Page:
Goulash (Hungarian: gulyás [ˈɡujaːʃ]) is a soup or stew of meat and vegetables, seasoned with paprika and other spices. Originating from the medieval Kingdom of Hungary, goulash is also a popular meal in Central Europe, Eastern Europe, the Netherlands, Belgium, Switzerland, Scandinavia and Southern Europe.

Its origin traces back to the 9th century to stews eaten by Hungarian shepherds. Back then, the cooked and flavored meat was dried with the help of the sun and packed into bags produced from sheep’s stomachs, needing only water to make it into a meal. It is one of the national dishes of Hungary and a symbol of the country.

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Warming Ginger Soda / Heit Ingefærdrikk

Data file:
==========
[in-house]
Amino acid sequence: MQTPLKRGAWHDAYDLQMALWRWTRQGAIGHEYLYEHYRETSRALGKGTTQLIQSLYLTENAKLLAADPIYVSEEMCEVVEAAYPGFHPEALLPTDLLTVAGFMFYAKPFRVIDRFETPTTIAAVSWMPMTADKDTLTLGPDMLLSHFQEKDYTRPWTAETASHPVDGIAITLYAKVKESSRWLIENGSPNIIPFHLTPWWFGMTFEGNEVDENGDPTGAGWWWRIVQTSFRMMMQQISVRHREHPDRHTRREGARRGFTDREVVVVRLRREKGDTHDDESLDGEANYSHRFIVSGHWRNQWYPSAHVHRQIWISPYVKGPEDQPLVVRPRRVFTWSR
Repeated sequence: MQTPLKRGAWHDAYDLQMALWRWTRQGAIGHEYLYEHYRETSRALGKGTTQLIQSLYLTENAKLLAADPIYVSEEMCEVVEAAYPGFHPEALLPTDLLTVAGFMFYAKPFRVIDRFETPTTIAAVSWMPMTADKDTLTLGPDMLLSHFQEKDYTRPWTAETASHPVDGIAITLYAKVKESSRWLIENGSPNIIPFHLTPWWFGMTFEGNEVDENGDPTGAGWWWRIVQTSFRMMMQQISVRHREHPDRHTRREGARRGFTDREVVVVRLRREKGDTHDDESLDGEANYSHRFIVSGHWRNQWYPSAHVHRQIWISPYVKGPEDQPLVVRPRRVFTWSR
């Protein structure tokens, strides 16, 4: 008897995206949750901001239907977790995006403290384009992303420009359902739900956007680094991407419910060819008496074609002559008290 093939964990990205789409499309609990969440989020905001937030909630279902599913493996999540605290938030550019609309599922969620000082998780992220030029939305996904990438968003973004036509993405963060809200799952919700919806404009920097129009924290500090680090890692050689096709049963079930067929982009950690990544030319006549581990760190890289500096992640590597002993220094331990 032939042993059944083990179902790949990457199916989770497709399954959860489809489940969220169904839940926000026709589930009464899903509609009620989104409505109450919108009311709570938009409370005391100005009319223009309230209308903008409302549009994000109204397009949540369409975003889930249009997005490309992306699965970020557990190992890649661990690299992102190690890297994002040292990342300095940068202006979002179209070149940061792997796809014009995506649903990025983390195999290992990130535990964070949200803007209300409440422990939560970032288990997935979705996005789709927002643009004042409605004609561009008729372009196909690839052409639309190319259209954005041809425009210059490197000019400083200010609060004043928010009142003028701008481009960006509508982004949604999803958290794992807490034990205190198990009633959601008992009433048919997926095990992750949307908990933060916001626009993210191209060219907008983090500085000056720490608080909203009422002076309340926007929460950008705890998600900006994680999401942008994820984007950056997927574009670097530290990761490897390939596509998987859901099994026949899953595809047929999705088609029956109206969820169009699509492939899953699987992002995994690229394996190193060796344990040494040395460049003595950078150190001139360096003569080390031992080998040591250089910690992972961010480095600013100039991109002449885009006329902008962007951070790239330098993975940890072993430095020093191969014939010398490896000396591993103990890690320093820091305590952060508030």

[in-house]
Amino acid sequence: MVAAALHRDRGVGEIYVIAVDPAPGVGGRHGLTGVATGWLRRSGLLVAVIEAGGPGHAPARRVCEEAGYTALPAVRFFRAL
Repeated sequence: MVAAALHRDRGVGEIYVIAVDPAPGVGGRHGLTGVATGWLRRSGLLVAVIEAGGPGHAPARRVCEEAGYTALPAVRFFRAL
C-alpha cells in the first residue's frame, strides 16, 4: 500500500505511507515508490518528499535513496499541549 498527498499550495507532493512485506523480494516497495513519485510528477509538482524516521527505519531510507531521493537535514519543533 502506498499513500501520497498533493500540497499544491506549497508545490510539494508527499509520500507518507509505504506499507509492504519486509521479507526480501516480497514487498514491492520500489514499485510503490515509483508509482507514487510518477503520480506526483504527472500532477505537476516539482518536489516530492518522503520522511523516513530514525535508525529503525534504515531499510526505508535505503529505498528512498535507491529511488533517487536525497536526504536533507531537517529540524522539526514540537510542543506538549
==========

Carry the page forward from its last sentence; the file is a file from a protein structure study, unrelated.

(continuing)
A classic summer drink perfect for picnics or outdoor
evening parties found on
goodhousekeeping.co.uk
Warming Ginger Soda / Heit Ingefærdrikk

A delicious old-fashioned drink, perfect to sip at a picnic
or on a summer evening party.

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French Chocolate / Fransk Sjokolade

A classic hot beverage recipe found in “Baker’s Favourite Chocolate Recipes” published by Baker’s Chocolate in 1936French Chocolate / Fransk Sjokolade

French Chocolate is a hot chocolate, de luxe. It is especially suitable for entertaining when the serving is done by the hostess, and makes an effective, gracious ceremony of afternoon refreshments

Accompaniments for this delicious beverage should be light and  dainty. Thin bread and butter sandwiches, unsweetened wafers, or sponge drops are excellent to serve.

Let this rich, satisfying French Chocolate do the honors at your next party – a bridge luncheon, afternoon, evening, or after-theatre party.

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Alliance Jam / Alliansesyltetøy